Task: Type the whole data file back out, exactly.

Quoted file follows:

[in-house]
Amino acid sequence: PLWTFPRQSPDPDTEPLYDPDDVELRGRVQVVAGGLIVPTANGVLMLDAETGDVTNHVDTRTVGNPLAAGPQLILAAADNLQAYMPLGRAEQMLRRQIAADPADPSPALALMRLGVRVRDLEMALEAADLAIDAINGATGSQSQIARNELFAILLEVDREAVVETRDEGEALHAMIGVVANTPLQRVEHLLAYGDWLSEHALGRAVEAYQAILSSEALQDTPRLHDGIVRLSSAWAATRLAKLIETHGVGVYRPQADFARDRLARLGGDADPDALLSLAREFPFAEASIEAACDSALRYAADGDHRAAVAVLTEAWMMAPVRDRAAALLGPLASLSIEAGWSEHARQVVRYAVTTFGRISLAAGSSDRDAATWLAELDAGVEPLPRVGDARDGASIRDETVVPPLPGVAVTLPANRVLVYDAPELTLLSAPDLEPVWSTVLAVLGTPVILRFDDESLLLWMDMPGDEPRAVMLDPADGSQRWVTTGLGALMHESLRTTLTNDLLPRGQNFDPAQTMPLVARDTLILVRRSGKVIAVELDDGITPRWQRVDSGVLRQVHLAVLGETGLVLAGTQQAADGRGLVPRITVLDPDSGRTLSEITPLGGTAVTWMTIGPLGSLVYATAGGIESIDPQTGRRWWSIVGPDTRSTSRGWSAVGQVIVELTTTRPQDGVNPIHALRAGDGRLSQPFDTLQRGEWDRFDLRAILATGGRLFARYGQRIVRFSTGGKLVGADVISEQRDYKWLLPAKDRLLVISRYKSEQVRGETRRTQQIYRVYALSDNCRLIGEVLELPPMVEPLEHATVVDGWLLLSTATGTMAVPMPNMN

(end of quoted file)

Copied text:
[in-house]
Amino acid sequence: PLWTFPRQSPDPDTEPLYDPDDVELRGRVQVVAGGLIVPTANGVLMLDAETGDVTNHVDTRTVGNPLAAGPQLILAAADNLQAYMPLGRAEQMLRRQIAADPADPSPALALMRLGVRVRDLEMALEAADLAIDAINGATGSQSQIARNELFAILLEVDREAVVETRDEGEALHAMIGVVANTPLQRVEHLLAYGDWLSEHALGRAVEAYQAILSSEALQDTPRLHDGIVRLSSAWAATRLAKLIETHGVGVYRPQADFARDRLARLGGDADPDALLSLAREFPFAEASIEAACDSALRYAADGDHRAAVAVLTEAWMMAPVRDRAAALLGPLASLSIEAGWSEHARQVVRYAVTTFGRISLAAGSSDRDAATWLAELDAGVEPLPRVGDARDGASIRDETVVPPLPGVAVTLPANRVLVYDAPELTLLSAPDLEPVWSTVLAVLGTPVILRFDDESLLLWMDMPGDEPRAVMLDPADGSQRWVTTGLGALMHESLRTTLTNDLLPRGQNFDPAQTMPLVARDTLILVRRSGKVIAVELDDGITPRWQRVDSGVLRQVHLAVLGETGLVLAGTQQAADGRGLVPRITVLDPDSGRTLSEITPLGGTAVTWMTIGPLGSLVYATAGGIESIDPQTGRRWWSIVGPDTRSTSRGWSAVGQVIVELTTTRPQDGVNPIHALRAGDGRLSQPFDTLQRGEWDRFDLRAILATGGRLFARYGQRIVRFSTGGKLVGADVISEQRDYKWLLPAKDRLLVISRYKSEQVRGETRRTQQIYRVYALSDNCRLIGEVLELPPMVEPLEHATVVDGWLLLSTATGTMAVPMPNMN